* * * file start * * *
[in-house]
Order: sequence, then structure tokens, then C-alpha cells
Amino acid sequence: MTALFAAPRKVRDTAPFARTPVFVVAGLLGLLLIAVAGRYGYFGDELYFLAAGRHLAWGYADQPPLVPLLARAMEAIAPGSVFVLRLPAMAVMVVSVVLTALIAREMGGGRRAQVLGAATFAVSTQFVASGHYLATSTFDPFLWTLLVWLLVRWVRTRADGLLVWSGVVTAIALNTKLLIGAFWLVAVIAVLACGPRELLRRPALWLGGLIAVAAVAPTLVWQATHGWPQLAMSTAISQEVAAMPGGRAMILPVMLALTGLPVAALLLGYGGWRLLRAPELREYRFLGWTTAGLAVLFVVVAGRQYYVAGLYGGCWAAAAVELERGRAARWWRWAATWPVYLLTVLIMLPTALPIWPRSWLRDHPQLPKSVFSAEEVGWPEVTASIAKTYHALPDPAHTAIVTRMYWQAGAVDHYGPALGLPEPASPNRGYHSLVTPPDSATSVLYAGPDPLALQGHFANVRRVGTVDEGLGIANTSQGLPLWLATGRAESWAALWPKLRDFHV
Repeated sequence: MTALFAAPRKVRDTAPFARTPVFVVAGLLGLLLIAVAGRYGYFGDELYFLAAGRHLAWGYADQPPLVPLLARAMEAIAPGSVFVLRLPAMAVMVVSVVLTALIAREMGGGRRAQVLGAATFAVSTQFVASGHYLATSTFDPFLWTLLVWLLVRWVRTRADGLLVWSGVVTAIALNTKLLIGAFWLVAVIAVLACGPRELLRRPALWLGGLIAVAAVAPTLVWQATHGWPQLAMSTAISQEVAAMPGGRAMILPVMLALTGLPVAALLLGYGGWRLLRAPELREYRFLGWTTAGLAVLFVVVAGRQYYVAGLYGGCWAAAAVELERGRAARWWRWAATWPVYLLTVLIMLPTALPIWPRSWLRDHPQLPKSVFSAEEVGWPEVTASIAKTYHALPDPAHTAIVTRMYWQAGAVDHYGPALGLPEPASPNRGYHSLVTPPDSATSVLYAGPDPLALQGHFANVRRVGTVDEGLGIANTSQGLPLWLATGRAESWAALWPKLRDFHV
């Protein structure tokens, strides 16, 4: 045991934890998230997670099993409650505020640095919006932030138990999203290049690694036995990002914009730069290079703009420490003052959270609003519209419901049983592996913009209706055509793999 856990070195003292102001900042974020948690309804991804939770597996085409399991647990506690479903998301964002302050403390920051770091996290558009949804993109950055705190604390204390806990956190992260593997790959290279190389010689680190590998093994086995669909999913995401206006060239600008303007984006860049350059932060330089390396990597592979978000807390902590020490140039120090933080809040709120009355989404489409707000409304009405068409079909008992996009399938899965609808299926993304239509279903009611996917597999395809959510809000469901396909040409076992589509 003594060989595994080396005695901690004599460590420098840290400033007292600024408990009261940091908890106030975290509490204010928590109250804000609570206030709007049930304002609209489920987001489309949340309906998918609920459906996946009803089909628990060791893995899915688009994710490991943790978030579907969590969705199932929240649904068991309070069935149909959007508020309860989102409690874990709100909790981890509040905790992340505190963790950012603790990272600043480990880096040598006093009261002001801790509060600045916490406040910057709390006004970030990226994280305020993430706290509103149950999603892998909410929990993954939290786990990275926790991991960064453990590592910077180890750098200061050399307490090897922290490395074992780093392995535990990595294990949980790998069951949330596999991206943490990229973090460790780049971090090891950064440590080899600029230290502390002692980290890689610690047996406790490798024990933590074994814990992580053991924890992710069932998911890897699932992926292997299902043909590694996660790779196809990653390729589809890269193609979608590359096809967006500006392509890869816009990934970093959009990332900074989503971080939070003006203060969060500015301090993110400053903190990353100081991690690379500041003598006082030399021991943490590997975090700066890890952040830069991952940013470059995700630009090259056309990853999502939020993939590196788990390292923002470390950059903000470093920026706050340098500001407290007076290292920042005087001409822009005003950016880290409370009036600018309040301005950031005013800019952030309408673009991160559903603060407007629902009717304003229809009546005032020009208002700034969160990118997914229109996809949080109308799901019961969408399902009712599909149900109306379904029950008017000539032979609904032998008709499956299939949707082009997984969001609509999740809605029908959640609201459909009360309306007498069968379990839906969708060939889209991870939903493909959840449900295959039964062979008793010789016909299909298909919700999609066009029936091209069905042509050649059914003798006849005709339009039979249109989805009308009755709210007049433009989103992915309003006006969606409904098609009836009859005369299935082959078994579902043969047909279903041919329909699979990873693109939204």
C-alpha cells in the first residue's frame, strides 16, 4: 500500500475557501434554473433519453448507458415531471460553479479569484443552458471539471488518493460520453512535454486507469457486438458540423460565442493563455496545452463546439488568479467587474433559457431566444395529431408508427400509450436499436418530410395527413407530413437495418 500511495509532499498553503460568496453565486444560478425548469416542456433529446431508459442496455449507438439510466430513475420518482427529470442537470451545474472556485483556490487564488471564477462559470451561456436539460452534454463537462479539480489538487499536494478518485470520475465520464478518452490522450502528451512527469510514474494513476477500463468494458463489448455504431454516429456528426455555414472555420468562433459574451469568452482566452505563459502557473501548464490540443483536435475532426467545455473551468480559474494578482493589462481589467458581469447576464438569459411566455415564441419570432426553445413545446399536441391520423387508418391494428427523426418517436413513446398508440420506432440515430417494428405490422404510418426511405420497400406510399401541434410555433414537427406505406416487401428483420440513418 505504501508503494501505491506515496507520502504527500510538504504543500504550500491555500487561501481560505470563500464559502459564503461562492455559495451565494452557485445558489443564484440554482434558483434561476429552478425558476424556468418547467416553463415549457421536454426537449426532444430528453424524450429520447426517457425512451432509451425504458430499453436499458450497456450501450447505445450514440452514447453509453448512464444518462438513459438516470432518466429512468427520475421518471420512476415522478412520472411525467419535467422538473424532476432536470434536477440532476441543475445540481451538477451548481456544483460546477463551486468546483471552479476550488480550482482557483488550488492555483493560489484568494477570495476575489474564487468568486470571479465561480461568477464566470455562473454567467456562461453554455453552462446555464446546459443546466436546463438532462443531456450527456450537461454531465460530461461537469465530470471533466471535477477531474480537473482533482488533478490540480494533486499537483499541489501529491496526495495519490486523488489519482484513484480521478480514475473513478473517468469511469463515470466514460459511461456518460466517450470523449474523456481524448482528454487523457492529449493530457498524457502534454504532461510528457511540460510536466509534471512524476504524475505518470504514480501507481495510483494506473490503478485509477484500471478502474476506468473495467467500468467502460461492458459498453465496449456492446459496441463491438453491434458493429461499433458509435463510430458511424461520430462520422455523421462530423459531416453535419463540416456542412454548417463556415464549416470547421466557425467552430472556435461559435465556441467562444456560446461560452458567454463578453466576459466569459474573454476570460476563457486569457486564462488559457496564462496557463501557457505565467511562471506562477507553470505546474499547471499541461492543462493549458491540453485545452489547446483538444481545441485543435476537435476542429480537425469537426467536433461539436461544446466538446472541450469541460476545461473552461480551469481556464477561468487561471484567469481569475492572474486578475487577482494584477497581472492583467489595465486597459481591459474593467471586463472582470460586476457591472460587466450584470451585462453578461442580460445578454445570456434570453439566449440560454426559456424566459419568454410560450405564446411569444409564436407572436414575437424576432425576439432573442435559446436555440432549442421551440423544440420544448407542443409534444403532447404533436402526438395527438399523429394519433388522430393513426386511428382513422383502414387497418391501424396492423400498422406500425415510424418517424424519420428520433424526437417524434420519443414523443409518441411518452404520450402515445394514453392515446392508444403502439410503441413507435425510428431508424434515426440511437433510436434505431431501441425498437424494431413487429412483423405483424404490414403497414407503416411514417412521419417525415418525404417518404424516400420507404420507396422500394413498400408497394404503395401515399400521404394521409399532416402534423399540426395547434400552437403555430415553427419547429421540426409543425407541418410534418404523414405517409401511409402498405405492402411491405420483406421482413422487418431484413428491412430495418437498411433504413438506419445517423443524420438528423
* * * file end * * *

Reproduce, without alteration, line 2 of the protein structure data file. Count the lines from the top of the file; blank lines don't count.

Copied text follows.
Order: sequence, then structure tokens, then C-alpha cells